29. 29. Indicators of Transformation • Integrated policy assessment framework (improved accounting systems) • Should organize thinking concerning different groups of indicators • Should draw on a range of existing frameworks and initiatives • Flexibility • Conceptual framework for a green economy: Green investments, jobs, and sectors; Decoupling Impacts and Resource Efficiency (environmental impacts of economic activity); Aggregate Indicators of progress and well-being • CO2 (Pollution) Levels • Overall, transformation must contribute to reducing poverty and enhancing social equality
    30. 30. Challenges • Financing—especially for developing countries • Can we implement green technology quick enough? • Are people willing to implement changes into their personal lives in order to change their personal lifestyles and habits? • Will government have the resources or the political will to make the changes necessary to stave off climate change? • Are private businesses willing to sacrifice profits to save the environment? • Are nations willing to join forces and put aside politics to fight global warming? • Is current or future technology good enough to ease the effects of global warming?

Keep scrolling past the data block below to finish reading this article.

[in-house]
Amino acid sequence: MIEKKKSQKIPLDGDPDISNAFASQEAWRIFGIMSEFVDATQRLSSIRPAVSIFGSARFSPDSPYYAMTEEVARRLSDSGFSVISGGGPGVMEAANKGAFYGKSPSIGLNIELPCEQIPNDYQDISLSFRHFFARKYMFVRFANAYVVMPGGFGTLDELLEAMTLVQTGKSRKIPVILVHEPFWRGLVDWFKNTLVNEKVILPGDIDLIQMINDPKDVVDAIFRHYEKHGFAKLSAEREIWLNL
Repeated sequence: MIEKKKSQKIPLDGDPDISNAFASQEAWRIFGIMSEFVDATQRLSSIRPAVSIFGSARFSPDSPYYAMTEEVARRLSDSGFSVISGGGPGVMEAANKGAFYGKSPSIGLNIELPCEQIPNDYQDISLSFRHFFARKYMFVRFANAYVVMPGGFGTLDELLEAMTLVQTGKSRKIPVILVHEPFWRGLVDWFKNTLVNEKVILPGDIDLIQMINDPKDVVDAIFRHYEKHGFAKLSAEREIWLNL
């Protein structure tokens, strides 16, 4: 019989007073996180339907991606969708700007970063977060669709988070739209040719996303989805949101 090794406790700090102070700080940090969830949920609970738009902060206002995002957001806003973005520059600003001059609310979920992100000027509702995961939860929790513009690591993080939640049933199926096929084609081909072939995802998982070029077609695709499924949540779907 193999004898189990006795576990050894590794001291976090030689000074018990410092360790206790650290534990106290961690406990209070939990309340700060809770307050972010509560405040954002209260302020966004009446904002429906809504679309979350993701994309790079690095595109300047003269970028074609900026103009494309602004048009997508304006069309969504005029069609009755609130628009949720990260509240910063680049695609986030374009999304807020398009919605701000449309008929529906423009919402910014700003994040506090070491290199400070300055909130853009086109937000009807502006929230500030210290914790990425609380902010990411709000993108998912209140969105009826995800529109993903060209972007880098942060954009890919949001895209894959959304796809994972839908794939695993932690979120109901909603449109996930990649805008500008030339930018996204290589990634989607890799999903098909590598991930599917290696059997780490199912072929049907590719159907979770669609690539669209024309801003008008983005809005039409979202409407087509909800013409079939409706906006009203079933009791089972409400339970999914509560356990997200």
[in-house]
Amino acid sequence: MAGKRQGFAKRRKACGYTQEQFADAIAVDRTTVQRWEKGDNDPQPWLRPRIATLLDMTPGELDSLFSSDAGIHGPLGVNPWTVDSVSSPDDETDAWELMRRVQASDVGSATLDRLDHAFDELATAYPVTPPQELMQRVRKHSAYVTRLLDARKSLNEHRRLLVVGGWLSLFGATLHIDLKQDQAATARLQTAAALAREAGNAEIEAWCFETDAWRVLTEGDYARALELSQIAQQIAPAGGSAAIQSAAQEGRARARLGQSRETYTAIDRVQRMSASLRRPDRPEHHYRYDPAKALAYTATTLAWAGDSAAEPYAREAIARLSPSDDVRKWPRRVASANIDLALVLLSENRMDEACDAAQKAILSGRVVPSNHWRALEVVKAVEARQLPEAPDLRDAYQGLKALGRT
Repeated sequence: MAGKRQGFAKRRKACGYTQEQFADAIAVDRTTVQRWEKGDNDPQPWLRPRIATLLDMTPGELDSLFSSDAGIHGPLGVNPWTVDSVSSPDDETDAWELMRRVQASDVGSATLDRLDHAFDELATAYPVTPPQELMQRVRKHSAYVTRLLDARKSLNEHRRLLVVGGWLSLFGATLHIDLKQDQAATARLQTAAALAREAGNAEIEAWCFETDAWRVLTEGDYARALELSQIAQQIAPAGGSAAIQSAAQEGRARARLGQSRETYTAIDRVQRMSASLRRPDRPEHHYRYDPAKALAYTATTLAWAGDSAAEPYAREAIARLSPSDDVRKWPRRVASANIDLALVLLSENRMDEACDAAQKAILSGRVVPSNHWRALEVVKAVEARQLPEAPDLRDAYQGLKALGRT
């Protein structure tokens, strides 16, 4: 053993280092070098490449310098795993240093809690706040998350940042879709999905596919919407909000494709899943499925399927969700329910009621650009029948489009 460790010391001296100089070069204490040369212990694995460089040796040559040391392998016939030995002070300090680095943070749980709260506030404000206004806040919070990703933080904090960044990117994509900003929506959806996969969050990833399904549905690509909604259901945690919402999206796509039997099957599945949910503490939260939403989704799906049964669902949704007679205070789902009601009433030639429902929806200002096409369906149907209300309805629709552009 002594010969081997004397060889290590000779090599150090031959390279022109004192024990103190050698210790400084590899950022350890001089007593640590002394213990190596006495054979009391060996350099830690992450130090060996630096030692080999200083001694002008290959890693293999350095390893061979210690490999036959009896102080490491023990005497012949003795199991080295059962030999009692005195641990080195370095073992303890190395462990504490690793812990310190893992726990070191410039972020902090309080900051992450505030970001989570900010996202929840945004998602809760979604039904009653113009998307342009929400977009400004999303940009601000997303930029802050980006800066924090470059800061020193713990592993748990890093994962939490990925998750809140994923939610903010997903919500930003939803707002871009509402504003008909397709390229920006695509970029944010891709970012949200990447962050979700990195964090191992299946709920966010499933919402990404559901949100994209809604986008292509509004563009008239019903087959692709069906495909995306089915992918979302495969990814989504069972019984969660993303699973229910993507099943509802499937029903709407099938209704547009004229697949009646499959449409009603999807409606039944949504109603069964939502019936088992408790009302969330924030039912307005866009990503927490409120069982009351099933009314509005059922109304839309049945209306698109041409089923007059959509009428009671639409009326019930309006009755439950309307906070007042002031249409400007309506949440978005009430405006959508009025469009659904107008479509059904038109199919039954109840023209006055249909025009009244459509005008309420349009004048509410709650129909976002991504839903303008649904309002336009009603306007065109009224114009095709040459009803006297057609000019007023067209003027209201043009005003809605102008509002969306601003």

31. 31. Conclusions • Green economy can be an innovative pathway to sustainable development • Must be people-centered and invest in both human and social capital • Requires the reorienting of public policies supported by improved IS for tracking and communicating progress • Major focus is the transformation of the prevailing energy and resource intensive economic structure • Shift of policy and investment towards greening infrastructure and emerging green economic sectors and also current brown economic sectors
    32. 32. Cont’d • Converge, align and integrate investments • Mainstreaming of sustainable development • Infrastructure is a good entry point toward a green economy transformation • Requires both a healthy, educated and informed workforce with green jobs skills and consumers with awareness of sustainable consumption • Much focus will be on innovation and entrepreneurship • Reorientation of public policy
    33. 33. Primary Source • World Economic and Social Survey 2011 (United Nations) • icy/wess/wess_current/2011wess.pdf